Lou Christie
Beyond the Blue Horizon/Hey You Cajun
(Varese Vintage 5947)

It would be damn near impossible to exaggerate how excited I am that this album has appeared on CD. Originally released as Lou Christie in 1974 on Three Brothers Records (a subsidiary of Creed Taylor's CTI label), Lou Christie's country album is almost as great a masterpiece as Paint America Love. Beautifully sung, passionately performed, brilliantly arranged, and tastefully chosen, these songs may have left Nashville shaking their heads ("That ain't country!") but nevertheless they comprise an album leagues beyond 99% of Nashville's output of albums.

Country is not a genre served especially well by the album format, and the only artists who have been able to sustain totally interesting albums in the country field have been either pop stars "going country" (a la Nancy Sinatra) or those artists who were boundary-pushers to begin with (Johnny Cash, Buck Owens, Willie Nelson).

After the commercial failure of Paint America Love, Lou must have done some soul-searching and it shows in the highly committed performances of Lou Christie. (The album has been retitled, sort of, for its CD release … the cover art duplicates the original LP cover but adds "Beyond the Blue Horizon/Hey You Cajun" as a title.)

Produced and arranged by Tony Romeo (the late songwriter and producer to whom the CD issue is also dedicated), the album is a beautiful collection of songs very much in the Americana vein of Paint America Love but more personal, less global in their philosophical approach. It can almost be considered a companion album to Paint America Love, as it is a marvel of simplicity where the previous album was a complex concept album.

Lou tears through a mix of Tony Romeo originals, pop standards, and a sole Lou-Twyla original ("Hey You Cajun"). Nearly every cut is a highlight, from the aching "Saddle the Wind" (as close to a Lou theme song as there could ever be, in my opinion), through the majestic "Beyond the Blue Horizon" (the song that turned me onto Lou when I heard it on the Rain Man soundtrack) to the glorious, understated album closer, "Morning Rider."

In between, there's the Appalachian bluegrass nostalgia piece "Wilma Lee and Stoney," Tony Romeo's beautiful "Blue Canadian Rocky Dream" (if you want a laugh, listen to this and then listen to Richard Harris's original version on the Tony Romeo-produced Slides album … Lou's is incredible, Richard's is laughable), the zip of "Good Mornin'/Zip-a-Dee Doo-Dah," the backwoods swagger of "Hey You Cajun" (an important song in the Lou mythos), plus my favorite version of the otherwise tired "Mack the Knife" (which fetaures nearly the same arrangement as "Beyond the Blue Horizon," which in turn borrows its arrangement from Mike Nesmith's First National Band version).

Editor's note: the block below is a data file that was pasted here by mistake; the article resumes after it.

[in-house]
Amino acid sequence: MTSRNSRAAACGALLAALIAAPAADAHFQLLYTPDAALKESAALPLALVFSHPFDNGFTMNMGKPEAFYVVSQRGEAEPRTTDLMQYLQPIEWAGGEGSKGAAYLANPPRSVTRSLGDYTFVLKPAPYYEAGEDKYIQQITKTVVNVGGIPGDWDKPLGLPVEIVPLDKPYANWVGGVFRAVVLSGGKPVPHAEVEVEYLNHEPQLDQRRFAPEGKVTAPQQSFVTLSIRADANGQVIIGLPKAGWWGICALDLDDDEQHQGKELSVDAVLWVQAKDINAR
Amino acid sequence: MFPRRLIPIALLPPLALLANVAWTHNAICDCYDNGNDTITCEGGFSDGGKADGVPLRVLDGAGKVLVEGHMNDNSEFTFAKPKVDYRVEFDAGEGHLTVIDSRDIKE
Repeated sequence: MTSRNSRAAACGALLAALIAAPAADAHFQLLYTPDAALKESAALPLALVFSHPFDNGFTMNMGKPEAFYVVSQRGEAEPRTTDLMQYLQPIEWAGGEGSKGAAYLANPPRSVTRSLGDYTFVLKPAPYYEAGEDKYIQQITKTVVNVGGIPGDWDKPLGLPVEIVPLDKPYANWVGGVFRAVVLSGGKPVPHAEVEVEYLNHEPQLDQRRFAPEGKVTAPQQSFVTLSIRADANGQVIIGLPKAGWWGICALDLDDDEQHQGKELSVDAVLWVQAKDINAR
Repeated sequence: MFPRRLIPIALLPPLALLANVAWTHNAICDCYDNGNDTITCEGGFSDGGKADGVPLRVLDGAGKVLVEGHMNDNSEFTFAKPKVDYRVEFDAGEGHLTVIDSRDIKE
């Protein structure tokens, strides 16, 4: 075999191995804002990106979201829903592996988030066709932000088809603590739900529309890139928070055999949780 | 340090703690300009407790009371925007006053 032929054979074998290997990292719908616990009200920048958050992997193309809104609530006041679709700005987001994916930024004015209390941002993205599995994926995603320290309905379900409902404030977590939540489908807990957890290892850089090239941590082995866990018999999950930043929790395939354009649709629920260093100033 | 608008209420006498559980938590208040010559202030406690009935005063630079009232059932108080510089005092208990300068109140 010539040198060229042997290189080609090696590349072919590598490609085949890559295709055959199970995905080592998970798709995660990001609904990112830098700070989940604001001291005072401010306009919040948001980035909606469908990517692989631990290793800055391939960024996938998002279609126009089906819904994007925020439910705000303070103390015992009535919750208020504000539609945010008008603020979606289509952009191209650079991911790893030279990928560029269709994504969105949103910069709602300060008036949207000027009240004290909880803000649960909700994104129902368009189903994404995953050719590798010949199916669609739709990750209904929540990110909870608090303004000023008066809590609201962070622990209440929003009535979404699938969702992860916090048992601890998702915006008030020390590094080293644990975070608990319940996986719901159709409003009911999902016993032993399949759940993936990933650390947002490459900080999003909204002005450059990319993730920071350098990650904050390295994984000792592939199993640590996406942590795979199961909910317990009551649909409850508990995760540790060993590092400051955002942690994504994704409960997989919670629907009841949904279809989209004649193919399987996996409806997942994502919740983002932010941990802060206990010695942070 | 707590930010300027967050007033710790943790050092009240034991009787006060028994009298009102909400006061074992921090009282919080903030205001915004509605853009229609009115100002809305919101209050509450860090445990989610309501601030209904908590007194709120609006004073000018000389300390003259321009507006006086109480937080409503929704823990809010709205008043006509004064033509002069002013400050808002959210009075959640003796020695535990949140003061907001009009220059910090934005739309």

It's a fantastic ride, as Lou takes us on a musical/historical journey through vistas and sound-worlds that are now long gone … through the flatpickin' Appalachians to the sweeping beauty of Vancouver, down through Louisiana, onto "Sunbeam" and "Beyond the Blue Horizon." It's almost a concept album of the alternate American Dream of chucking it all in and setting up shop in the woods … I imagine it's the perfect album for waking up at 5:30am and splitting logs with crisp, piney air filling your lungs … much different from my usual routine of rolling out of bed at 11:30 and coughing out the last of the previous night's doughnut hole binge. (?)

But in all seriousness, it's one of the few albums that totally disarms my cynicism and inspires me toward genuine optimism. It begins with a "dream to see the world" and ends with "I found a home" … knock it down if you will, but the album is bigger and better than you are, punk.

The CD issue adds four bonus tracks: "Little Bit of God" (reminiscent of Lou's Buddah sound), "Wheel of Fortune" (great outtake, features some synths that threaten to take over but never do), Tony Romeo's "There'll Never Be (A We Like You and Me)" (very pretty – perfect for a wedding song if you're having the coolest wedding ever staged), and the hauntingly beautiful ballad "Two Little Clouds Passing By." The bonus tracks do the album proud.

I can't be more pleased with Varese Vintage's issue – it's perfect, exactly as I imagined it could be but never thought it would be. This has been very high on my short list of 5 albums I'd love to see on CD, and now it's in my hands and in the words of Common's Pop, "I'm so proud."

Hands down, this is the best, most genuinely important reissue of the year. It's an excellent testament to Lou Christie as a serious, neglected artist, and to Tony Romeo as a great, neglected producer.

Review by Timothy Bowser